Pentax Optio W30 Review

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Pentax Optio W30


Steve's Conclusion

Pentax has added another waterproof model to the ranks of their "W" series line of compact digicams for 2007. The Optio W30 includes all of the features found on the Optio W20 from last year, like 7-megapixels, JIS Class 8 waterproof and Class 5 dustproof ratings, an internal 3x optical zoom lens, Face Recognition AF & AE technology, 2.5-inch LCD, and 640x480 30fps movie mode with anti- shake technology. While the W20 allowed you to take underwater photos at depths up to 1.5m for up to 30 minutes, the new W30 raises the bar, allowing you to shoot at depths of 3m for up to 2 hours! Other new options include a broader ISO range (up to ISO 3200), and the addition of Digital SR mode, formally known as Blur Reduction mode on past models, plus the ability to take underwater movies. While the various pre- programmed scenes and Program AE mode will appeal to those who want to be a bit more creative, the W30 is also usable by any member of your household or office, due to the fully automatic "Green" mode.

Ergonomics are good. At about the size of a large candy bar, it can be tucked away almost anywhere, and being waterproof , it can even go with you for a dip in the pool or a walk out in the rain. The various controls are well placed on the body, and I found the Menu system was easy to navigate. The 2.5-inch LCD worked ok in most lighting environments. Outdoors it would benefit from a non-reflective coating, and shooting in marginal lighting (like underwater) the display only gains up slightly, and it seems to do this slowly. You can also adjust the brightness of the LCD via the Setup menu.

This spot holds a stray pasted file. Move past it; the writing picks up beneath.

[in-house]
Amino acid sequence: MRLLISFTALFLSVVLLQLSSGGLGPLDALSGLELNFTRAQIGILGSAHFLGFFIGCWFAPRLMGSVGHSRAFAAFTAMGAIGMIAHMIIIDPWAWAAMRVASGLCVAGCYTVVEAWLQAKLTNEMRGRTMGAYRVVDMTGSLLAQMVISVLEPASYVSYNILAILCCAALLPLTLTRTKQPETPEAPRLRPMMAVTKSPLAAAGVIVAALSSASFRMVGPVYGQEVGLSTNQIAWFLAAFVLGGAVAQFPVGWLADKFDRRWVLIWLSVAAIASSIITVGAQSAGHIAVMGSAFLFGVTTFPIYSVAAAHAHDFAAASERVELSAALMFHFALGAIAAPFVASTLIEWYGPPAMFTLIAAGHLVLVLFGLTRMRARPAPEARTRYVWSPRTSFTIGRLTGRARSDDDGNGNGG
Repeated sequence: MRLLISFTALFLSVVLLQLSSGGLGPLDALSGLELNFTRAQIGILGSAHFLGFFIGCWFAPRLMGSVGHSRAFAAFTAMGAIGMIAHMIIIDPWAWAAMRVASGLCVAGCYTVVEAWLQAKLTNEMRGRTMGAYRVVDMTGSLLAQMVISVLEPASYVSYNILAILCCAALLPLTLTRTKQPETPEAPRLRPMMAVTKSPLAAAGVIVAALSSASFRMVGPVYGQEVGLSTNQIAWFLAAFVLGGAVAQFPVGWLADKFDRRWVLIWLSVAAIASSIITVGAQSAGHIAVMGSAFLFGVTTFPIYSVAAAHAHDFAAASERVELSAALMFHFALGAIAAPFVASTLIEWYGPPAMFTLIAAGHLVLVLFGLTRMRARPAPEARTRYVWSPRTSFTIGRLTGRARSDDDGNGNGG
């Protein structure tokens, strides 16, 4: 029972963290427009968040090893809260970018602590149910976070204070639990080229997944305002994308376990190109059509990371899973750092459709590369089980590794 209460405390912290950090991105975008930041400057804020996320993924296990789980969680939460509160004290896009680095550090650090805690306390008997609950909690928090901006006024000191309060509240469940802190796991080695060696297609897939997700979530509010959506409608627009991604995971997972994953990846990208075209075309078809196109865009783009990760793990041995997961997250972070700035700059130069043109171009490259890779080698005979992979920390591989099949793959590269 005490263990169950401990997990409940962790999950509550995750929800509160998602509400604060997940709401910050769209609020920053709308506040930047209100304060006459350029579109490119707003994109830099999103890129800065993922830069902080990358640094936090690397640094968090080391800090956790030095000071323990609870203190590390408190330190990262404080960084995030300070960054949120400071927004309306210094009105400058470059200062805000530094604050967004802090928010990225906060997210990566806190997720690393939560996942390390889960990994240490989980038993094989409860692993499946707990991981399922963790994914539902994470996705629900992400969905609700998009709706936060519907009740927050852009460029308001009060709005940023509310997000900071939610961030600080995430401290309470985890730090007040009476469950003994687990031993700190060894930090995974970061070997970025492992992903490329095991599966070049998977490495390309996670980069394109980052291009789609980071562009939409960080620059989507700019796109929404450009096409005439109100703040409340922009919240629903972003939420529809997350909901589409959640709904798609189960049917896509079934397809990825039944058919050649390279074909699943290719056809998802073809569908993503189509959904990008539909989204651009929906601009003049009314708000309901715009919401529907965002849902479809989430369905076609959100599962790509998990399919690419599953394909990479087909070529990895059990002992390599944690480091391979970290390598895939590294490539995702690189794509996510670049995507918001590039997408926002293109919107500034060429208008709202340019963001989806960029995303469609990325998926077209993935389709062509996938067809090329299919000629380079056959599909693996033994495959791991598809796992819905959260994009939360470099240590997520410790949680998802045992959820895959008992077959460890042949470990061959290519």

When one sees the Optio W30 (or any of the "W" series models for that matter) one of the first questions asked is "how can it take pictures underwater?" With a quick flip of the battery/memory card door, you can see how this is accomplished. There's a rubber gasket inside the door that blocks out any precipitation. Just remember, even though this camera is capable of capturing images underwater, the JIS Class 8 waterproof rating has a limitation of 3 meters (about 10 feet) for no more than 2 hours at a time. As mention above, the W30 allows you to dive twice as deep and keep shooting for 4 times longer than previous models!